With the story "A & P," John Updike hit me where it hurts, right in the heart. Some townie goes gah-gah when some rich girl from a nearby beach house walks into the local grocery store in a two-piece. When I first read that story, I was in college. In many way, I was the hormone-driven kid behind the counter, who risks his job protecting the honor of the rich girl who could care less.
In 1968, I read Couples, in part because the book was at the cutting edge of a revolution that was going on in literary fiction in the 60s, a new and promiscuous openness when it came to sex. Our English prof lugged a brand new copy along to class and read us, aloud, some of the most racy passages, sure that it would raise our righteous ire. Maybe his gesture inflamed hellfire in others, but I made sure I bought the book. Last night, in class, we watched a bit of Psycho; honestly, it's hard to imagine that at recently as 1960, Anthony Perkins needed to stand in the way of Janet Leigh looking into the can because toilets couldn't be shown on screen. All of that changed in the 60s, and Updike was up there in the front lines.
Updike's Maple stories taught me tons about marraige, about getting along and not getting along. I never got anywhere near the crises that couple faced, but I knew myself better because of the slight intonations in the lives of the Maples, knew myself as husband.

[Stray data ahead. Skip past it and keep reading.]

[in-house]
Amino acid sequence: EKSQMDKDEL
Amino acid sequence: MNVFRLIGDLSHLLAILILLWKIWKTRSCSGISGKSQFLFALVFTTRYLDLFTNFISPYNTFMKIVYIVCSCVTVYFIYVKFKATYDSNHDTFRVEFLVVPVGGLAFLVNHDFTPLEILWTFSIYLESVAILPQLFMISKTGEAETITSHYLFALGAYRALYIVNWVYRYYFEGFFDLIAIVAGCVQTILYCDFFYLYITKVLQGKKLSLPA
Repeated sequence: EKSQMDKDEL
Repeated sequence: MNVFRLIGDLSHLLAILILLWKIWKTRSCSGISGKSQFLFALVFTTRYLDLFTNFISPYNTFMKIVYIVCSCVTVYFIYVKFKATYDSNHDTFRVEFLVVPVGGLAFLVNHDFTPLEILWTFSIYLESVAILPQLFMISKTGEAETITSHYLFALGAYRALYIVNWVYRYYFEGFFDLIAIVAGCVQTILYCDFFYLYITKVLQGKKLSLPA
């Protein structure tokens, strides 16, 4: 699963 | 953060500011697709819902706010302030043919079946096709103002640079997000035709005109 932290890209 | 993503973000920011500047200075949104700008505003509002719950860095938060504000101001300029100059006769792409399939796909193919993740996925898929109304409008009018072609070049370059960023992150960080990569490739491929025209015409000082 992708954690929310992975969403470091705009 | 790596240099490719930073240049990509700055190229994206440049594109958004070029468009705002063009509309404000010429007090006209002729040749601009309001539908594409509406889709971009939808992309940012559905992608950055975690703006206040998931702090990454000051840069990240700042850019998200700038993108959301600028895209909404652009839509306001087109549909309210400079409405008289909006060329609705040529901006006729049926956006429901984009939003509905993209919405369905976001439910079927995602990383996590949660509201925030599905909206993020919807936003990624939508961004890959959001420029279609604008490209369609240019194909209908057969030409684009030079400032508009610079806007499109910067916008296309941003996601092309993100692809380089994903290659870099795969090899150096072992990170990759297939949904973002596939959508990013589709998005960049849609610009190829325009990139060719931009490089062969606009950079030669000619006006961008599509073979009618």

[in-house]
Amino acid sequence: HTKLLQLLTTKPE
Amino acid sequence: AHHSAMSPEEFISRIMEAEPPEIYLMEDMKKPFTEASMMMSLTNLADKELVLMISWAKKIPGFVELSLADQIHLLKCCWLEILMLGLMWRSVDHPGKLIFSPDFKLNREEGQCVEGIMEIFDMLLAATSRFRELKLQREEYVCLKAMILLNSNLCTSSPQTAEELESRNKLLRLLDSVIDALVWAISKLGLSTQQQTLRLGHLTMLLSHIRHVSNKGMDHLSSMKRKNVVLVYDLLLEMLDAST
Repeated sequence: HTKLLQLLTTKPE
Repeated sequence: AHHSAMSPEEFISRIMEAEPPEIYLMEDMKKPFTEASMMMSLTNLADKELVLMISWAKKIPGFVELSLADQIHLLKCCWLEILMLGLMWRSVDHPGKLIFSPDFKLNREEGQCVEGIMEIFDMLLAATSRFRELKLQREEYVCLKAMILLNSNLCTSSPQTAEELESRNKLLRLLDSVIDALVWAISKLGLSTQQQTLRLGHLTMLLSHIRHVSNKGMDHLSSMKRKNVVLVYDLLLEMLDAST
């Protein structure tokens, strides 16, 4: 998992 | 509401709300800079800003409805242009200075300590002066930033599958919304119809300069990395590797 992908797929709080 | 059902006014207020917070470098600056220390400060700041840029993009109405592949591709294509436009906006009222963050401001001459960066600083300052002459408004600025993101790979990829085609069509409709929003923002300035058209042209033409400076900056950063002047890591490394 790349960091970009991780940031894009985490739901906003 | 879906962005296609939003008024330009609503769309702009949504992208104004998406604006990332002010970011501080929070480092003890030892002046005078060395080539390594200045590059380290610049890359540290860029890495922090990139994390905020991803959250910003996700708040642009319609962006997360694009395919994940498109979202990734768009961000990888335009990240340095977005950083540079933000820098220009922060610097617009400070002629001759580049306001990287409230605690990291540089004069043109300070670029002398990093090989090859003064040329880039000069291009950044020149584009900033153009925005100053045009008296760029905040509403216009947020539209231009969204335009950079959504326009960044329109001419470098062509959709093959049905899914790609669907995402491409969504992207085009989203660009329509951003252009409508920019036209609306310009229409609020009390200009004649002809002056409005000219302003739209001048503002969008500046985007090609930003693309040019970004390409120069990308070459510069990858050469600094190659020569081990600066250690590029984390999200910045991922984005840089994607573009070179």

When Updike wrote novels loosely based on the Scarlet Letter, I read them--one of them, Roger's Version, trapping me in the spacious veld that often separates ribald religious enthusiasm from the cynicism of doubt.
For years I used Rabbit, Run in a contemporary novels class. Often, sweet young women were angry at having to read it, sickened by some parts. Just as often,guys loved it, not only because of what it offered them, and what they recognized in themselves, as men.
Few writers were as stylistically blessed, as lyrical. The man could write a sentence like no one else; some say it was his experience as a visual artist that gave him such a rich pallet. Nobody could do graphic sex the way he did either. Even today, a row of Updike books in my library can seem almost radioactive.
And yet, strangely to this small-town Protestant, Updike, himself the same, never backed away from a commitment to the Christian faith, spoke of it often and openly. Rabbit, Run, among other things, is a book about faith--or the lack of it. He was often given to say that sex is the temple today, the place where our culture worships. But Updike was a believer, a Christian. He loved John Barth.
And now he's gone. Certainly one of the prime movers of the literary world in the last half century, John Updike chronicled our times with his own special vision of things in dozens of novels, short stories, and criticism, including the Rabbit novels.
When I look back at my own life, it's impossible not to see him there, often, between the stacks, within the pages, through the years--always that thin, wry smile on his own bookish face.